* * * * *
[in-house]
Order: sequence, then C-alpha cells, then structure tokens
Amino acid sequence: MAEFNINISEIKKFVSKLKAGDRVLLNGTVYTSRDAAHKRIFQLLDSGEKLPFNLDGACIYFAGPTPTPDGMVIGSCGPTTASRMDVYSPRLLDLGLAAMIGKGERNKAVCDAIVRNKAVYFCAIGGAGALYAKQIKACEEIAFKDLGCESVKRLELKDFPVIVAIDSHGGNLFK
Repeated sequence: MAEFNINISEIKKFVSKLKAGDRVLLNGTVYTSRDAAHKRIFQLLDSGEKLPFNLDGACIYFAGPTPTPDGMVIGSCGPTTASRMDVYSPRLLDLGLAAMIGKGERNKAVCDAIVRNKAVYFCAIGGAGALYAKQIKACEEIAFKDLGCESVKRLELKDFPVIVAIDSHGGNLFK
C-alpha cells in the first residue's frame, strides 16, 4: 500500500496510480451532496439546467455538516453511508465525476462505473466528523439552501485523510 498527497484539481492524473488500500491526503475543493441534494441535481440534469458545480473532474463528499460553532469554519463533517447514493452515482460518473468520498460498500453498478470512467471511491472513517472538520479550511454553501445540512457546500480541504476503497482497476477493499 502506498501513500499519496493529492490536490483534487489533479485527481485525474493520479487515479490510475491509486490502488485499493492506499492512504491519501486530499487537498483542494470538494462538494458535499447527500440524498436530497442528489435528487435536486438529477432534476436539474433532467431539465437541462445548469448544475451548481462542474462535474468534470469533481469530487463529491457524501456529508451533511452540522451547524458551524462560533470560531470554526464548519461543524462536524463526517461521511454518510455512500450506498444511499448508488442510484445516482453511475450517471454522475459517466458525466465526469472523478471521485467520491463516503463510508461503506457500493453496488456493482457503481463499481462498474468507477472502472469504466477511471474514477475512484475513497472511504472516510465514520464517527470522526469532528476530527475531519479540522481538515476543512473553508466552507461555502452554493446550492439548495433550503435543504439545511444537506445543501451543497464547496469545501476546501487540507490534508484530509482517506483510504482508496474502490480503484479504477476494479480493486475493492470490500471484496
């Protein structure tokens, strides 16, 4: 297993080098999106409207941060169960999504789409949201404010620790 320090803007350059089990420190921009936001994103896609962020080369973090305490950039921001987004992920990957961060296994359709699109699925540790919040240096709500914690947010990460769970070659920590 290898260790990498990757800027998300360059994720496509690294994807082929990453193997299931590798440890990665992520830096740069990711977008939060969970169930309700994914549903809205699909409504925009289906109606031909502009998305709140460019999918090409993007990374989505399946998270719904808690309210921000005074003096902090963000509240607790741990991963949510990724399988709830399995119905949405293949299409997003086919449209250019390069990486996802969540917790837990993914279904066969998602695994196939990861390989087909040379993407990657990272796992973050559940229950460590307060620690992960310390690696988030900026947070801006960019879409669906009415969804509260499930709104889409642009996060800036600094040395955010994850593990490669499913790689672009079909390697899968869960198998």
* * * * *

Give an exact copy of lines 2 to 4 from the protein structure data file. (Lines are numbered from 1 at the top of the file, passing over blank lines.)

Order: sequence, then C-alpha cells, then structure tokens
Amino acid sequence: MAEFNINISEIKKFVSKLKAGDRVLLNGTVYTSRDAAHKRIFQLLDSGEKLPFNLDGACIYFAGPTPTPDGMVIGSCGPTTASRMDVYSPRLLDLGLAAMIGKGERNKAVCDAIVRNKAVYFCAIGGAGALYAKQIKACEEIAFKDLGCESVKRLELKDFPVIVAIDSHGGNLFK
Repeated sequence: MAEFNINISEIKKFVSKLKAGDRVLLNGTVYTSRDAAHKRIFQLLDSGEKLPFNLDGACIYFAGPTPTPDGMVIGSCGPTTASRMDVYSPRLLDLGLAAMIGKGERNKAVCDAIVRNKAVYFCAIGGAGALYAKQIKACEEIAFKDLGCESVKRLELKDFPVIVAIDSHGGNLFK